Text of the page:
News & Events

The power of a volunteer armed with a Bookbug!

18.10.2018 - 15:02

Have you ever met a Bookbug?  They are delightfully fluffy yellow creatures that love to help little children to use books.  Our volunteers often take a Bookbug with them when they visit the families they are supporting

Recently a family in Midlothian was referred to Home Link Family Support as mum was feeling quite isolated.  Dad often away with work and mum felt stuck at home with her 3-year-old daughter and 1-year-old son.  The family were new to the area and mum felt unable to get out with the kids, tired and the thought of playing and reading with them overwhelmed her at times.

A Home Link Family Support coordinator met the family and spent some time getting to know them, and then matched them with a weekly volunteer.  The volunteer had recently attended Book Bug At Home training which was part of Home Link’s Volunteer training opportunities.  This meant the volunteer felt confident about singing and reading with children, and was able to take along her Bookbug and a wonderful bag of books and resources.  The kids loved her weekly visits and looked forward to having cuddles with Bookbug while exploring the books together.

The volunteer visited every Tuesday, for a year and her visits included many other activities such as trips to the park, the library and the museum. Gradually mum was able to see how well the kids responded to books and Book Bug and she started to get involved. When dad came home from work, he was happy to join in too.  When the match ended both Mum and Dad said what a huge difference this had made - books, rhymes and singing had become a regular fun part of family life and that the children would often ask for books and songs before bed.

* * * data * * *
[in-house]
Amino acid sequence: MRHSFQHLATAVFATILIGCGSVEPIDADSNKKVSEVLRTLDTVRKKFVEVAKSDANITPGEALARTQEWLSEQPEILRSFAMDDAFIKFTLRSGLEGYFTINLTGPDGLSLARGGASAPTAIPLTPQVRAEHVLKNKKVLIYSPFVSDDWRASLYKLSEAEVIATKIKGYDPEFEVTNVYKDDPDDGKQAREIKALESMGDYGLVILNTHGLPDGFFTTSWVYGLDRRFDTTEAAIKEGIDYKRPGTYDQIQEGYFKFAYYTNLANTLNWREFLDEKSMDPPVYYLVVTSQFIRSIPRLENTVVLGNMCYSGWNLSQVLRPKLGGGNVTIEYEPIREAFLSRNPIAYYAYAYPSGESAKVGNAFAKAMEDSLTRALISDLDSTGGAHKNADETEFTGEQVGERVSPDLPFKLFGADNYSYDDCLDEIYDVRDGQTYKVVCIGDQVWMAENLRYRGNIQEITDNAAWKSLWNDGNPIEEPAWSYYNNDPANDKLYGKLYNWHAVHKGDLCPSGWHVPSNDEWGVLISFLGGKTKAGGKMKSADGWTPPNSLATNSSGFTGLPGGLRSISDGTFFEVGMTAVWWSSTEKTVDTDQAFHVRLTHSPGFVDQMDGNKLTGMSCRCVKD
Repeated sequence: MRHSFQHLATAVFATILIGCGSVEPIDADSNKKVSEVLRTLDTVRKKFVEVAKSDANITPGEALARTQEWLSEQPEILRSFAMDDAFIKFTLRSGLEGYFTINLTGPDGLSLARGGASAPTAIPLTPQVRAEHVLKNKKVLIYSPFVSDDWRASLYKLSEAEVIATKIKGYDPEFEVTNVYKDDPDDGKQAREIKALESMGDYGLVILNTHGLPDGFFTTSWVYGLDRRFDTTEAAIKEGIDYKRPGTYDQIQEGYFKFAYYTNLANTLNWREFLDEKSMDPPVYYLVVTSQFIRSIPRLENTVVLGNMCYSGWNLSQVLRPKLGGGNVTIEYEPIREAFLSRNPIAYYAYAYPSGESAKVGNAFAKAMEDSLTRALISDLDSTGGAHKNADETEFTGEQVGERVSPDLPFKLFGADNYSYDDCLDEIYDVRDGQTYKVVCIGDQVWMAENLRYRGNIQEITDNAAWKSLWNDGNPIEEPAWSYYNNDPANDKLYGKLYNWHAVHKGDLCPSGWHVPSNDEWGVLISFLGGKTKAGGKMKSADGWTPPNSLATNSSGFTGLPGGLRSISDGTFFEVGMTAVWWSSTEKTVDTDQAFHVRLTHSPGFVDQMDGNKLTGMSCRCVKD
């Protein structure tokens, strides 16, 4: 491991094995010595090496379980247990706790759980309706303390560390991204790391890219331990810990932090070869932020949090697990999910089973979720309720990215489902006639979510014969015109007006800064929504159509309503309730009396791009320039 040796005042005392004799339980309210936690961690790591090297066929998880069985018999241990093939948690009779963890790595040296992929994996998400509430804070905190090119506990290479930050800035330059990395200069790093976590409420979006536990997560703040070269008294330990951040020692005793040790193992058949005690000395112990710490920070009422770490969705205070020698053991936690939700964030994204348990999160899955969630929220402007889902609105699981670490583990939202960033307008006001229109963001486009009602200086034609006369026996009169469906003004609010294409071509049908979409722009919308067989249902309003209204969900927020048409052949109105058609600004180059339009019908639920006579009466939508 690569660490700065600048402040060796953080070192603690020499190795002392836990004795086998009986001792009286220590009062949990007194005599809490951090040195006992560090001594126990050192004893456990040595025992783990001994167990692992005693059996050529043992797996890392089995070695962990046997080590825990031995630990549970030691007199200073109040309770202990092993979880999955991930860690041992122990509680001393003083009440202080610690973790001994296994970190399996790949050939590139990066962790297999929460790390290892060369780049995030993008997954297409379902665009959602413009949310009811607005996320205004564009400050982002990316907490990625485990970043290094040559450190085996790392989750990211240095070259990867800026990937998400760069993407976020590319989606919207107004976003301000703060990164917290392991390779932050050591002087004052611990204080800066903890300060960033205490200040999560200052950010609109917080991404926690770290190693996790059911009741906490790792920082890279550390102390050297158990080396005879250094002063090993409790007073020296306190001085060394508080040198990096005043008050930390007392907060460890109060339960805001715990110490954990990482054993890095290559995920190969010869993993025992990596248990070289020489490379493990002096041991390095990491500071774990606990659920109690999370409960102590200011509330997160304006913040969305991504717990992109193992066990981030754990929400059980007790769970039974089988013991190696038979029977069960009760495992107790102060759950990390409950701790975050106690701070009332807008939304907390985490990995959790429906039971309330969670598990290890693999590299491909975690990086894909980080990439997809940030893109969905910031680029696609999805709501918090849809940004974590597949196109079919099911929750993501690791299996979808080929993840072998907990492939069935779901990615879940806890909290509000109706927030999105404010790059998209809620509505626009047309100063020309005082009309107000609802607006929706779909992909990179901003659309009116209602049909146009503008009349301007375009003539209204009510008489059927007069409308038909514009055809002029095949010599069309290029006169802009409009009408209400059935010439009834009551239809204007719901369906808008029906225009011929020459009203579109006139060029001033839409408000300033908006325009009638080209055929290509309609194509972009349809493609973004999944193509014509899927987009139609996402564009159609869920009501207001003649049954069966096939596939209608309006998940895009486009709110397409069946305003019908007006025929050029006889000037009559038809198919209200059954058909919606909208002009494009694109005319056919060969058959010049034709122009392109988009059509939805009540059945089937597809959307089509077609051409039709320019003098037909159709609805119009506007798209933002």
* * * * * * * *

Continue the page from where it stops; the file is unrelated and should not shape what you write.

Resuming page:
Rachel Almeida

Midlothian Young Parents Support Coordinator

Let's pretend to be... the value of imaginative play

12.10.2018 - 11:37

By Katarina Vassakou, Family Support Worker


M.: This is Elvis, and this one over here is Tom Thomas.

K.: What does Elvis want to do? Is he doing the same job as Tom Thomas?

M.: No! Elvis is going to put out the fire, he is a firefighter. Tom Thomas is a police officer, he is going to be sitting here! (Points the driving seat of the fire track).

The fire, made by yellow and orange tissue paper, is approaching one home. It is made by a big ball of crumpled paper, and moves up and down, left and right, because of the wind.

M.: Hot! Hot! (He says while Elvis is stepping on the fire). Elvis wants to go inside the house to save the people. You take Tom Thomas and put him on the ladder.

K.: Oh! A helicopter coming (scissors are used for this)! Maybe they could use the helicopter to pour as much water as they can on top of the house.

M.: Yes! And then they can go to sleep because it’s night time.

K.: The fire is almost gone, disappeared (the ball of crumpled paper is now under the table) – they made it!

M.: Elvis and Tom Thomas are going to sleep (uses both hands and pretends to sleep on the table). Now I want to go outside in the garden. I want to play ice-cream shopkeeper…

The value of pretending and of make-believe play seems less obvious. Many parents are not very comfortable when they watch their toddlers playing with their blocks or toys while talking out loud to themselves. Jean Piaget (1962) wrote that symbolic play is not just a passing feature of growth for the development of logical thought. Piaget noted that this is an intrinsic characteristic of our human nature. Pretend play serves our children well for their self-entertainment and for understanding the complexities of the world. Most importantly, it is the foundation of a long-term human characteristic: imagination. We can travel mentally through time and space, to explore a range of possible futures.